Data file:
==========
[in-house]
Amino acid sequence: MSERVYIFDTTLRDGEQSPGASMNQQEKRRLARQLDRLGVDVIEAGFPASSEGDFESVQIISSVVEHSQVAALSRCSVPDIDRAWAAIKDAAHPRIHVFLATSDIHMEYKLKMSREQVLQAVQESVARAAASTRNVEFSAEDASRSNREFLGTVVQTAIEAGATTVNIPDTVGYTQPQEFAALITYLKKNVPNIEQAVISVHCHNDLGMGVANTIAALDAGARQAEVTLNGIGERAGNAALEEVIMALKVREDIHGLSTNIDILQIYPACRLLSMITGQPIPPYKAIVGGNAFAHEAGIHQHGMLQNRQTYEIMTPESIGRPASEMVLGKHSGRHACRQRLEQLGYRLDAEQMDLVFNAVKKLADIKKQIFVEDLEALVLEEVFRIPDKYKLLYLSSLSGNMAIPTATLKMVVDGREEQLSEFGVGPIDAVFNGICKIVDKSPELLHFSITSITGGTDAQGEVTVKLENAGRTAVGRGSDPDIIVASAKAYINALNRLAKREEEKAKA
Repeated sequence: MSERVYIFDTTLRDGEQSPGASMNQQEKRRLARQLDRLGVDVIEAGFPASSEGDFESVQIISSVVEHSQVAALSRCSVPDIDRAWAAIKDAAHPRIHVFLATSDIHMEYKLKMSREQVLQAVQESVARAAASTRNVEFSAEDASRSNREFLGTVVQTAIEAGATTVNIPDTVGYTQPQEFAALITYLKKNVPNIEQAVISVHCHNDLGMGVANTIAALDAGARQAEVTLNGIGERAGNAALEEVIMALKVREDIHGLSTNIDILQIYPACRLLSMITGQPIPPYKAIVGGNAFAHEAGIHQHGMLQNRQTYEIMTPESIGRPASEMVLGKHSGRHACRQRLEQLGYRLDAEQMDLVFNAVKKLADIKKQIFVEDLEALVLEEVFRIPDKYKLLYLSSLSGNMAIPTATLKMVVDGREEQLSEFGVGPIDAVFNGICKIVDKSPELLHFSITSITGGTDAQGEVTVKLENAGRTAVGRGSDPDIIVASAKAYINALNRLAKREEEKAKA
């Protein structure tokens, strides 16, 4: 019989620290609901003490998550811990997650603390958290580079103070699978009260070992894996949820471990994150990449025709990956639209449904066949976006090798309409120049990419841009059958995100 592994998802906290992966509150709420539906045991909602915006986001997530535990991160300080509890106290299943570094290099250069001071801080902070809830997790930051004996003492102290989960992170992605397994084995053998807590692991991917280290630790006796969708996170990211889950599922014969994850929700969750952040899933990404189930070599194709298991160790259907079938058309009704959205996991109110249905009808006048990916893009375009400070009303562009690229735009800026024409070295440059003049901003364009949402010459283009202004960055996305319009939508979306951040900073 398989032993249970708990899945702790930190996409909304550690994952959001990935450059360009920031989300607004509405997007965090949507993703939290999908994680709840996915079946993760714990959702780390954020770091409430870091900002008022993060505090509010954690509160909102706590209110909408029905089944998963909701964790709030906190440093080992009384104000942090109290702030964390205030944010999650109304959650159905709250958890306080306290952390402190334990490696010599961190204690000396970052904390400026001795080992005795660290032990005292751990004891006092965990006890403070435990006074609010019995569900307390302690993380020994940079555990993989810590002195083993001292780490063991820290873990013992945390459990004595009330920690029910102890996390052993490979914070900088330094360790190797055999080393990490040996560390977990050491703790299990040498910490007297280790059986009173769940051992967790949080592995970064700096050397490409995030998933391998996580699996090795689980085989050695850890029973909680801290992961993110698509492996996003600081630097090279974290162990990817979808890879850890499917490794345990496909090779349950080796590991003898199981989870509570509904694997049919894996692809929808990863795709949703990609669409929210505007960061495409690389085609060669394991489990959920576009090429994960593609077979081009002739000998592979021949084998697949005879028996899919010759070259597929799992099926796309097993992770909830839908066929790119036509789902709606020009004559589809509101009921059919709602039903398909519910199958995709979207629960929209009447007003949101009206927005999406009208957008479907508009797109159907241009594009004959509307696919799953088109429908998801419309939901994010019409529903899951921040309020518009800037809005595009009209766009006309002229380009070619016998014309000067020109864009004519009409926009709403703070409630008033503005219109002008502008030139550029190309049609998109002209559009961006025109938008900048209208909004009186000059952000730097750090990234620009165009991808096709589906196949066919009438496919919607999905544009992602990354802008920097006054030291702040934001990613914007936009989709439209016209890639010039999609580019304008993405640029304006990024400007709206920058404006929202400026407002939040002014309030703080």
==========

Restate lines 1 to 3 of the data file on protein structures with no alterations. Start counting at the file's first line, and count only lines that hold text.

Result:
[in-house]
Amino acid sequence: MSERVYIFDTTLRDGEQSPGASMNQQEKRRLARQLDRLGVDVIEAGFPASSEGDFESVQIISSVVEHSQVAALSRCSVPDIDRAWAAIKDAAHPRIHVFLATSDIHMEYKLKMSREQVLQAVQESVARAAASTRNVEFSAEDASRSNREFLGTVVQTAIEAGATTVNIPDTVGYTQPQEFAALITYLKKNVPNIEQAVISVHCHNDLGMGVANTIAALDAGARQAEVTLNGIGERAGNAALEEVIMALKVREDIHGLSTNIDILQIYPACRLLSMITGQPIPPYKAIVGGNAFAHEAGIHQHGMLQNRQTYEIMTPESIGRPASEMVLGKHSGRHACRQRLEQLGYRLDAEQMDLVFNAVKKLADIKKQIFVEDLEALVLEEVFRIPDKYKLLYLSSLSGNMAIPTATLKMVVDGREEQLSEFGVGPIDAVFNGICKIVDKSPELLHFSITSITGGTDAQGEVTVKLENAGRTAVGRGSDPDIIVASAKAYINALNRLAKREEEKAKA
Repeated sequence: MSERVYIFDTTLRDGEQSPGASMNQQEKRRLARQLDRLGVDVIEAGFPASSEGDFESVQIISSVVEHSQVAALSRCSVPDIDRAWAAIKDAAHPRIHVFLATSDIHMEYKLKMSREQVLQAVQESVARAAASTRNVEFSAEDASRSNREFLGTVVQTAIEAGATTVNIPDTVGYTQPQEFAALITYLKKNVPNIEQAVISVHCHNDLGMGVANTIAALDAGARQAEVTLNGIGERAGNAALEEVIMALKVREDIHGLSTNIDILQIYPACRLLSMITGQPIPPYKAIVGGNAFAHEAGIHQHGMLQNRQTYEIMTPESIGRPASEMVLGKHSGRHACRQRLEQLGYRLDAEQMDLVFNAVKKLADIKKQIFVEDLEALVLEEVFRIPDKYKLLYLSSLSGNMAIPTATLKMVVDGREEQLSEFGVGPIDAVFNGICKIVDKSPELLHFSITSITGGTDAQGEVTVKLENAGRTAVGRGSDPDIIVASAKAYINALNRLAKREEEKAKA